If you see an army of students wielding hammers, brooms, shovels or rakes Saturday morning, do not be surprised. Instead, pick up the nearest paintbrush and join in.
Community House, in conjunction with the Office of Community and State Affairs, will kick off Campus Volunteer Day Saturday to bolster town-gown relations.
According to Community House representative Emanuel Slater '99, the University will be involved in six projects in the Princeton and Trenton area. "This will mainly involve outdoor cleanups, indoor painting and some students will be tutoring," Slater said.
Some of the projects that have been lined up for University volunteers include repairing playground equipment at Princeton Nursery School, painting classrooms in the Katzenbach School for the Deaf, stabilizing the riverbank along Stony Brook stream, tutoring at Save Our Kids and conducting a college workshop at the Young Scholars Institute in Trenton, Slater explained.
The opportunity to give something back to the community has been extended not only to University students but also to faculty, staff, graduate students and even administrators, Slater added.
"Everybody at Princeton University is involved in this effort at all levels – from students to staff to administrators." he said.
According to Slater, the expected turnout for the event is 60 to 100 volunteers. Slater explained he expects an increased number of volunteers compared to the past few years due to the higher volume of publicity surrounding the upcoming project.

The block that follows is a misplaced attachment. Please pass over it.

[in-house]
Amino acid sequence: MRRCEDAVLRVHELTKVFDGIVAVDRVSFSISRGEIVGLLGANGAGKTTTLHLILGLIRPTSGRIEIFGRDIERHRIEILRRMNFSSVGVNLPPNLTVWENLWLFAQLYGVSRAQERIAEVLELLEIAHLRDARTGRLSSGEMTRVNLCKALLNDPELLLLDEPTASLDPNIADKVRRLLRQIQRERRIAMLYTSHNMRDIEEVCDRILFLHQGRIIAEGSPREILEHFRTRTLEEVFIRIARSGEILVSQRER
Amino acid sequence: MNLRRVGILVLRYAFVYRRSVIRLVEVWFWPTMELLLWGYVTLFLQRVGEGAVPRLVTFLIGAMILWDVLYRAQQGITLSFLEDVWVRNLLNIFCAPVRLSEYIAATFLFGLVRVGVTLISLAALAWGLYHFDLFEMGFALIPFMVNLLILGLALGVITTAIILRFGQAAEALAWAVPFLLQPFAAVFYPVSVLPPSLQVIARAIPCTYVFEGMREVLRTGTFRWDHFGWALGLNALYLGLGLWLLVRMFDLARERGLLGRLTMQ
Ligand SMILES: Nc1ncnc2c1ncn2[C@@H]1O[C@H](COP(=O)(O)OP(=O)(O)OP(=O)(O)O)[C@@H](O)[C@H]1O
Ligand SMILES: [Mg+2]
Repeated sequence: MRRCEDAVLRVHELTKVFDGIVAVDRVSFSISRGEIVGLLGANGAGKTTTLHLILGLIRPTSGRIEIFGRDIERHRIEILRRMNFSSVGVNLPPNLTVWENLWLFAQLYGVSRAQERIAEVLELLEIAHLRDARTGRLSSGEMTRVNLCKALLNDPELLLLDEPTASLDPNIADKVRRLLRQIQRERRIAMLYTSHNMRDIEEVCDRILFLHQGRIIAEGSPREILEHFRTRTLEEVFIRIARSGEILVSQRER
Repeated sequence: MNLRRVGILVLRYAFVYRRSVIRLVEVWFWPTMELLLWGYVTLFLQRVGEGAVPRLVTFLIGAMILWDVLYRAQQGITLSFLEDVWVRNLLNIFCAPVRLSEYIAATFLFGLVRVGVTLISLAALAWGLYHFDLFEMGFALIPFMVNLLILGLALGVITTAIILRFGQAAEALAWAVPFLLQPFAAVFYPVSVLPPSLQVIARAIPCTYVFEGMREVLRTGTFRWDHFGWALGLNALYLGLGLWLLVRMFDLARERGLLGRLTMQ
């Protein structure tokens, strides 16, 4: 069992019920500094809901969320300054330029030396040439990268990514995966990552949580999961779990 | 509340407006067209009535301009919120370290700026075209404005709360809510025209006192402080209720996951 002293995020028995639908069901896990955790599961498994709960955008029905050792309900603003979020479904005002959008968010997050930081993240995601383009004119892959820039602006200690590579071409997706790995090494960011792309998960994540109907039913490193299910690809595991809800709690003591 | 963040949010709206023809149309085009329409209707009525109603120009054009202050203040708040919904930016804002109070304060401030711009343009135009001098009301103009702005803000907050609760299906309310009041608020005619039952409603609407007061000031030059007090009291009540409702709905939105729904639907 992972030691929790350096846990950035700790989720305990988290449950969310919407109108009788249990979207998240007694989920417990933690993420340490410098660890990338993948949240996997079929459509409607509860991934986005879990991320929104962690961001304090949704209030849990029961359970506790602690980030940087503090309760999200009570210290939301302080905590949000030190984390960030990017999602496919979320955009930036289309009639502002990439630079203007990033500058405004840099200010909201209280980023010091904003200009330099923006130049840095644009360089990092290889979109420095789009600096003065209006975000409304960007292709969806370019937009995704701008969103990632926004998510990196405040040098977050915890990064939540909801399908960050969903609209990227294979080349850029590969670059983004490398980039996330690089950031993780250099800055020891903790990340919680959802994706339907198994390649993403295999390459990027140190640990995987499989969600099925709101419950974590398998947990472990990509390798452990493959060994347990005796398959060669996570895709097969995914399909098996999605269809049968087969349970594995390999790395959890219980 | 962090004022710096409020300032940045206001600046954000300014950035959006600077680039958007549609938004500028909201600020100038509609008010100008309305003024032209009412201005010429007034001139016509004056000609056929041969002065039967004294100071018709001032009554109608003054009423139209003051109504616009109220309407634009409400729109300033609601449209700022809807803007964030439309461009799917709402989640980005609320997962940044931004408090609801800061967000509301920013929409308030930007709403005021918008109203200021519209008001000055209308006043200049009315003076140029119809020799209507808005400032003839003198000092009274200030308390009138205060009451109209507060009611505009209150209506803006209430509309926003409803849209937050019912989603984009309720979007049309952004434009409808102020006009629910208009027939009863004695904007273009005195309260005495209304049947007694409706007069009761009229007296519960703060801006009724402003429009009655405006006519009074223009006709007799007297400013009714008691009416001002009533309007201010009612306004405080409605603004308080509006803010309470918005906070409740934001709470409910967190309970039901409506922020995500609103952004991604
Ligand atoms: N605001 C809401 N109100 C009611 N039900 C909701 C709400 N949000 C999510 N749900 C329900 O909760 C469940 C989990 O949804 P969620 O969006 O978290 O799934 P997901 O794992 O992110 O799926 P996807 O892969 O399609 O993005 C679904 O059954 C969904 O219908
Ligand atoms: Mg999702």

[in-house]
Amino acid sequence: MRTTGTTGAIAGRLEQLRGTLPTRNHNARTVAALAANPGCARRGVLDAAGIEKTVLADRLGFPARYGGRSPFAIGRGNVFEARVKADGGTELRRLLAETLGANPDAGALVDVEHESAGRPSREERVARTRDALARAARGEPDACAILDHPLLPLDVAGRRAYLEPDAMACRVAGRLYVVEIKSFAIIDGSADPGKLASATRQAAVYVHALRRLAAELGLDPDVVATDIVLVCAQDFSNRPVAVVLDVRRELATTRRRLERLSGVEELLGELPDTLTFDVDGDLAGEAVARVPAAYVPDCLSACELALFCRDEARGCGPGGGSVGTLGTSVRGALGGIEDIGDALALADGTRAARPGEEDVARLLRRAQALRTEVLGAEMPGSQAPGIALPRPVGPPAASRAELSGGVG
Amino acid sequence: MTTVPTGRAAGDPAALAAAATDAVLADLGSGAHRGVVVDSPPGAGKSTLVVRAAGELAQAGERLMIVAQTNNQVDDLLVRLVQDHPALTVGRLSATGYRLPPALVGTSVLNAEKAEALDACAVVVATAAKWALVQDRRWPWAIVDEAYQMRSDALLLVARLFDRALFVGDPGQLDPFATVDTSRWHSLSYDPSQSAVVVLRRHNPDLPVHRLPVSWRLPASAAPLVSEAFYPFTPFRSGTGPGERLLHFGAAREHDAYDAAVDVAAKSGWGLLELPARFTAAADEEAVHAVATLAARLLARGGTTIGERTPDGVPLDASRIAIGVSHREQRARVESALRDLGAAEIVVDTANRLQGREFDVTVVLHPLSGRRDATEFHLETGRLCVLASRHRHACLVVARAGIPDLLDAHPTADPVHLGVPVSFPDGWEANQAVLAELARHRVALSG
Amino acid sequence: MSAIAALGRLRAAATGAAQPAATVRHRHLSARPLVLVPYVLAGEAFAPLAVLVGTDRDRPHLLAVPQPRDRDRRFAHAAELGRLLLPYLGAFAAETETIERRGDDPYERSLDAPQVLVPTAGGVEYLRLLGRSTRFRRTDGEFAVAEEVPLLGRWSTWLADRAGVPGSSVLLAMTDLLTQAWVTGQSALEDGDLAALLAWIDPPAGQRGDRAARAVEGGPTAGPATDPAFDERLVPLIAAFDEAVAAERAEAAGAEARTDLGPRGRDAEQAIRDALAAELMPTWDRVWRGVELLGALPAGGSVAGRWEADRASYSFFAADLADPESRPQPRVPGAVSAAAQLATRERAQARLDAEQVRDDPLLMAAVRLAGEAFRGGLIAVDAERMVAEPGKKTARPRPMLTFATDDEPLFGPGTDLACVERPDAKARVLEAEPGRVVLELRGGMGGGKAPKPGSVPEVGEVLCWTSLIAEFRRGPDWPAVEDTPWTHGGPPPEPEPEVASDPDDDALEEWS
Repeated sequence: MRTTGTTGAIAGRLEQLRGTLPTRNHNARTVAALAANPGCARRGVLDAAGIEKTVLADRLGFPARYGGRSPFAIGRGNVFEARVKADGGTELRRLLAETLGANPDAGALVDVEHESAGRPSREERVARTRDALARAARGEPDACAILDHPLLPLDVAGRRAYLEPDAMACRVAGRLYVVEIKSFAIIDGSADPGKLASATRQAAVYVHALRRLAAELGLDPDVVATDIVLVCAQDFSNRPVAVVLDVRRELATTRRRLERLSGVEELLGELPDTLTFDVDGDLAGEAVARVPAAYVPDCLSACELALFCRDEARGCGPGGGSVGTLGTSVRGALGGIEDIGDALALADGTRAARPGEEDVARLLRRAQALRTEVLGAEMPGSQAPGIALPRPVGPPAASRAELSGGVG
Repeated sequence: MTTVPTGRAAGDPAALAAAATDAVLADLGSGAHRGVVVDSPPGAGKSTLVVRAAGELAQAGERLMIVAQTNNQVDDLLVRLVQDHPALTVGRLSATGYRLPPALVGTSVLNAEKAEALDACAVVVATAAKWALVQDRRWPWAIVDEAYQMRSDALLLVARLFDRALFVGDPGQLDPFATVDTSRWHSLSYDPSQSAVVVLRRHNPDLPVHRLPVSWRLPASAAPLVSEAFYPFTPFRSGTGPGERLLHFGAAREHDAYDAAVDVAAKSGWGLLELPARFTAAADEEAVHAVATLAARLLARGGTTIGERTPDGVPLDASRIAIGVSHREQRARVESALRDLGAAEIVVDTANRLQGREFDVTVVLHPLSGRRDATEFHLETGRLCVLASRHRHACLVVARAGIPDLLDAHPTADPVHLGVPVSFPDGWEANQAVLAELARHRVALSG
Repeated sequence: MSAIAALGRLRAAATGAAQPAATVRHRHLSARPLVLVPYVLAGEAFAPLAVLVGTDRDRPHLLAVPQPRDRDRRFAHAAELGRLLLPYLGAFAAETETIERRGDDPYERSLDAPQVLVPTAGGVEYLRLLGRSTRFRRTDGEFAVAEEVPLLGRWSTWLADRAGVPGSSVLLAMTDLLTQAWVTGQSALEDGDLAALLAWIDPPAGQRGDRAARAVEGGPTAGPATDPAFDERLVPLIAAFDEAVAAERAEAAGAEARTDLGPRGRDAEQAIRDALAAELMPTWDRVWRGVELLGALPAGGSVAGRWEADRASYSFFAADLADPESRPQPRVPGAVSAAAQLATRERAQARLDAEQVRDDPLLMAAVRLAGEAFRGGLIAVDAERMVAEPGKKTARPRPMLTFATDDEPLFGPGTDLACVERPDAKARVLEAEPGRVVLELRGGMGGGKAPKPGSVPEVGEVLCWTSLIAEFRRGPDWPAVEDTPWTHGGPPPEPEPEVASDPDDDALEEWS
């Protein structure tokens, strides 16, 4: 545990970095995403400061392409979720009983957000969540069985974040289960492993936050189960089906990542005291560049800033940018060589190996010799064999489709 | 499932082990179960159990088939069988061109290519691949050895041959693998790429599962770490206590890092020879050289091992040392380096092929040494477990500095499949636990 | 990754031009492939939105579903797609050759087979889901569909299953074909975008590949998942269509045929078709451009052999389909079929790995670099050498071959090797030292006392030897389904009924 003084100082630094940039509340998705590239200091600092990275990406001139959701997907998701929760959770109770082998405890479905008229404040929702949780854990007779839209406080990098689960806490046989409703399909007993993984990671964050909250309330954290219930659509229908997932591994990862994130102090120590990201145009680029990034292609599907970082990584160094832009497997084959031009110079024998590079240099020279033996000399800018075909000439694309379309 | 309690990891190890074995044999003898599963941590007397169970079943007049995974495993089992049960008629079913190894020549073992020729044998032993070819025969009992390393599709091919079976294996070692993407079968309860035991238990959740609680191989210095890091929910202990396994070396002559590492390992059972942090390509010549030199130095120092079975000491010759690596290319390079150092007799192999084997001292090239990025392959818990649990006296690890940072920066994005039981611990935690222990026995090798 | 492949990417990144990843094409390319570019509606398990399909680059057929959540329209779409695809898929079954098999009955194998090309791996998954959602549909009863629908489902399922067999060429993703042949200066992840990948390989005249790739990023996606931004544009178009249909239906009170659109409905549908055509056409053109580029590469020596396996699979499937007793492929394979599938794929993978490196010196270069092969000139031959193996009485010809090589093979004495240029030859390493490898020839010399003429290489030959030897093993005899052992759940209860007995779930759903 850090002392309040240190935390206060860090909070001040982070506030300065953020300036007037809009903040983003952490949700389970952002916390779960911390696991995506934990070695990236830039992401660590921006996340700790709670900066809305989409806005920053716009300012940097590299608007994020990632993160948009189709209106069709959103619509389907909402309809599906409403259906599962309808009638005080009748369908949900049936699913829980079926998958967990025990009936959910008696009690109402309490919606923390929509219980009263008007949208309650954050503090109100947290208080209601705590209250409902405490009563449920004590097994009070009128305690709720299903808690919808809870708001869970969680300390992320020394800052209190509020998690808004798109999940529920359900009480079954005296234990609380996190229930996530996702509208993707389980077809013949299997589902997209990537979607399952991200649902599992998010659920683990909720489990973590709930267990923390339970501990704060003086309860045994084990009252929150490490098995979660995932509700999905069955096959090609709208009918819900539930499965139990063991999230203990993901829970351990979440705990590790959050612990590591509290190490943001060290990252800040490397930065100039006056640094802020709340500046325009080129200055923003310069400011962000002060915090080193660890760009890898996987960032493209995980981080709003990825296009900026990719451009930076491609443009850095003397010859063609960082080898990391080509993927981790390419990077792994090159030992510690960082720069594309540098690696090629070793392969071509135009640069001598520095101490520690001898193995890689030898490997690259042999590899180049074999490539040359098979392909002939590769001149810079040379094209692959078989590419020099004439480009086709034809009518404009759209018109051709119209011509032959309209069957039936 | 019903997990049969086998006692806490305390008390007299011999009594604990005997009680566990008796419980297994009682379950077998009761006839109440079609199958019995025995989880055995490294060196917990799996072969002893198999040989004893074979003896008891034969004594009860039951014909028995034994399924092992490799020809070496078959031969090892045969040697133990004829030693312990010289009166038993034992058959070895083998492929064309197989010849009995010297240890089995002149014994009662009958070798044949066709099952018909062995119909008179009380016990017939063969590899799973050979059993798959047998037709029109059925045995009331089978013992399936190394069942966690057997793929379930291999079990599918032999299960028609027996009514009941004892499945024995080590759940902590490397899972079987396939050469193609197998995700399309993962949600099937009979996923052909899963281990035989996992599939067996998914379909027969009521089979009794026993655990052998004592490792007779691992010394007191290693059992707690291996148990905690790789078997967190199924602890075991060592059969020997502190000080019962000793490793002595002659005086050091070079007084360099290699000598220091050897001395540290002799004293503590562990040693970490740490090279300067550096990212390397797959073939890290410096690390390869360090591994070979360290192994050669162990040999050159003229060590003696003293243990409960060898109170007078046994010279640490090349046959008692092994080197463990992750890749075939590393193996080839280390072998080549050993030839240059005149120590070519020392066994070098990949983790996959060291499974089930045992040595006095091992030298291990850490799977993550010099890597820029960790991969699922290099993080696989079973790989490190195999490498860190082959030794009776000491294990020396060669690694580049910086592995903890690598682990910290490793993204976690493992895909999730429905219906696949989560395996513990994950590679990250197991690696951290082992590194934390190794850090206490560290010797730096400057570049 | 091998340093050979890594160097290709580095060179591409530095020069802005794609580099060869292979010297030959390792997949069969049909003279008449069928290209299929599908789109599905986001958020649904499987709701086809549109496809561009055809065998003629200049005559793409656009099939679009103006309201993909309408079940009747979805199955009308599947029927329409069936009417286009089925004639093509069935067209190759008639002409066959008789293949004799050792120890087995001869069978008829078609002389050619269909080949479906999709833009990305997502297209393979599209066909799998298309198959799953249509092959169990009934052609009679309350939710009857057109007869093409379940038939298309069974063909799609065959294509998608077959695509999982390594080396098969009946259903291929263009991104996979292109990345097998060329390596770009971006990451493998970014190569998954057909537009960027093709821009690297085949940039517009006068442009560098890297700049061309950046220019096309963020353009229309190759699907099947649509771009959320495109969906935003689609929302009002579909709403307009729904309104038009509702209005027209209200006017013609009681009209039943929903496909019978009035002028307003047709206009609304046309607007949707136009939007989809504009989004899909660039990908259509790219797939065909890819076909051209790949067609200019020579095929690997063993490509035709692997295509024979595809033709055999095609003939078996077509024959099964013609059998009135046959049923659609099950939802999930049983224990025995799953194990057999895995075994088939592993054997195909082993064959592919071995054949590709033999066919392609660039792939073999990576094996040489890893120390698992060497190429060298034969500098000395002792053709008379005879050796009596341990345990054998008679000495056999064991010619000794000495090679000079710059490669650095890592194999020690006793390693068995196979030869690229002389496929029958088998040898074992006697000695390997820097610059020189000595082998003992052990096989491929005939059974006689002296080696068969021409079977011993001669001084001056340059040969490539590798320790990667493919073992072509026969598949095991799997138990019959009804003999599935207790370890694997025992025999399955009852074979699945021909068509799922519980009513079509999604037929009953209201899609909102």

"It is important for people to know about (Campus Volunteer Day)," he said. "I think one of the problems with the past is that no one really knew about the event. It's very important, especially for the people at Community House. It's important to give us exposure so people can see what we do here," Slater added.
Community House member Christen Smith '99 described the event as "a sampling of community service projects," which will "incorporate most Community House projects . . . in an effort to get the entire Princeton campus participating in community service for at least one day," Smith said.
"We target everybody from faculty to students," Smith added. "This is in the hope that if you participate, you'll want to continue with that project in the future."
Slater urged all interested students to participate in one of the event's service projects. He explained that the commitment would be about three hours and probably involve work on outdoor projects, weather permitting. Students interested in volunteering should meet in the Student Center at 9 a.m. for a breakfast prior to the start of the projects.
"If people are interested, we'll put them to work," Slater said.